- Vale posts biggest advance since 2008 as iron ore rises
- Currency extends this year's increase, most in region
Brazil’s stocks led global gains and the real advanced as the dollar’s slide lifted metals prices, bolstering the outlook for the nation’s exports.
The Ibovespa posted the biggest back-to-back advance since August as iron-ore producer Vale SA surged the most since 2008. Steelmakers Cia. Siderurgica Nacional SA and Gerdau SA jumped at least 9.7 percent. The real extended this year’s increase to 1.9 percent, the most among Latin American currencies.
Brazilian shares and the real joined gains in developing-nation assets as the U.S. dollar’s decline helped boost the price of industrial metals. The advance overshadowed concern that the deepest recession in a century will sap corporate earnings in Latin America’s largest economy.
"Brazilian equities are benefiting a lot from the good mood in international markets," said Vitor Suzaki, an analyst at brokerage Lerosa Investimentos in Sao Paulo. "Investors are taking more risk."
The Ibovespa climbed 3.1 percent to 40,821.73 at the close of trading in Sao Paulo as all but five of its 61 companies advanced. The real added 0.2 percent to 3.8902 per dollar, the highest level this year.
Still, concern over heightened political turmoil remained in the background. Late Wednesday, Brazil’s lower house of Congress approved a watered-down bill to increase capital gains taxes, cutting the extra income that President Dilma Rousseff was hoping for by half. The vote suggested her administration may face stiff opposition to measures designed to cut the nation’s deficit, such as a tax on banking transactions known as CPMF.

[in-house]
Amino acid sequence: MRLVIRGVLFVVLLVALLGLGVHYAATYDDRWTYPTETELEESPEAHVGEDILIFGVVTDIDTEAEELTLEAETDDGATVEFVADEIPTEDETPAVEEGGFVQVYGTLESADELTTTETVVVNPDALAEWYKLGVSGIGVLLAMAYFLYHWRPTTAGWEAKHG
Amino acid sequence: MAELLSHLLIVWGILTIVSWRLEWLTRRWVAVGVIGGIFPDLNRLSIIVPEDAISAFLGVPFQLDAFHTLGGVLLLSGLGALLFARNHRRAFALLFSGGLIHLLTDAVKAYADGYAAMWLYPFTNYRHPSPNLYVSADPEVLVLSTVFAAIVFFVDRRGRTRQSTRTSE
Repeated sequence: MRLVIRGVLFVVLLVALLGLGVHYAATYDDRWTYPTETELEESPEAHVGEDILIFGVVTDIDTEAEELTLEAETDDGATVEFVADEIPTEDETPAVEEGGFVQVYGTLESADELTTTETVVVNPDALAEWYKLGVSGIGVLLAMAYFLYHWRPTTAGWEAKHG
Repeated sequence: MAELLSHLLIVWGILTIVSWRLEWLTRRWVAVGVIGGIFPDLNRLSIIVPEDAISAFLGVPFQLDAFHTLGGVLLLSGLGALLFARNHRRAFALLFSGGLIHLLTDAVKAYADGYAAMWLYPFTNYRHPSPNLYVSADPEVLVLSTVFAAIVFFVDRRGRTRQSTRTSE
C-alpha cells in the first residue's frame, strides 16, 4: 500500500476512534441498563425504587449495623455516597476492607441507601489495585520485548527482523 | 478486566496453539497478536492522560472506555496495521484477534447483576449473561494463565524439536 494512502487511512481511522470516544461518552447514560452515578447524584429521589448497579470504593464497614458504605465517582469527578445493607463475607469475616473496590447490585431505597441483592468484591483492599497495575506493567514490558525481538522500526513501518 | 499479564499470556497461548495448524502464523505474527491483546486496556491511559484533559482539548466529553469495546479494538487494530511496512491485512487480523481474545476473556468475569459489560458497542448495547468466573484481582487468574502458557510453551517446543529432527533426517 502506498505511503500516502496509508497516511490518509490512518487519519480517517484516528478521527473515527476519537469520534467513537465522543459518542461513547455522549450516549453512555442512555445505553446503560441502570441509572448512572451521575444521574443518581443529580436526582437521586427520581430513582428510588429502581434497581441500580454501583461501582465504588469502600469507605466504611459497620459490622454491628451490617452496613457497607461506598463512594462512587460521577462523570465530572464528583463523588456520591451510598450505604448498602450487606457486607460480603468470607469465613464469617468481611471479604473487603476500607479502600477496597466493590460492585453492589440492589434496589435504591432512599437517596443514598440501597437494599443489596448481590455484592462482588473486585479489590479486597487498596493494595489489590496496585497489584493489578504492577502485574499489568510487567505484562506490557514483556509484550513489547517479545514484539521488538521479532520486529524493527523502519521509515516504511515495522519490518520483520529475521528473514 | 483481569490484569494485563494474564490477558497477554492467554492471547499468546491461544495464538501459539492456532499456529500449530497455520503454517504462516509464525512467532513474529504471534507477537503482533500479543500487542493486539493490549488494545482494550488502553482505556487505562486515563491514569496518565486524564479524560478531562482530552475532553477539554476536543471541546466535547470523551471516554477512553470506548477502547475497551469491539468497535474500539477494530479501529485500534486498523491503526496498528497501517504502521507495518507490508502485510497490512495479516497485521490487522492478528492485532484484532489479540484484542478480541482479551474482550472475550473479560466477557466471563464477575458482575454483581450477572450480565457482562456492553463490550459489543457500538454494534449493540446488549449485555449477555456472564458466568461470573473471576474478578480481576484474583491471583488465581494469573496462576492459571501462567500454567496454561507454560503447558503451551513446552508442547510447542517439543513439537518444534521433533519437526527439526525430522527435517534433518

“The first vote this year showed that Congress is not working with the government and that it will be very hard to have the fiscal measures approved,” said Joao Paulo de Gracia Correa, a foreign-exchange director at SLW Corretora de Valores in Curitiba, Brazil.
The Ibovespa has lost 17 percent in the past year and the real has led world losses as Rousseff struggles to shore up the nation’s finances while trying to fend off attempts to remove her from office. Brazil had its credit rating cut to junk by Standard & Poor’s and Fitch Ratings last year because of low growth, budget deficits and moves to impeach the president.
Swap rates on the contract maturing in January 2017, a gauge of expectations on Brazil’s interest-rate moves, advanced 0.05 percentage point to 14.53 percent.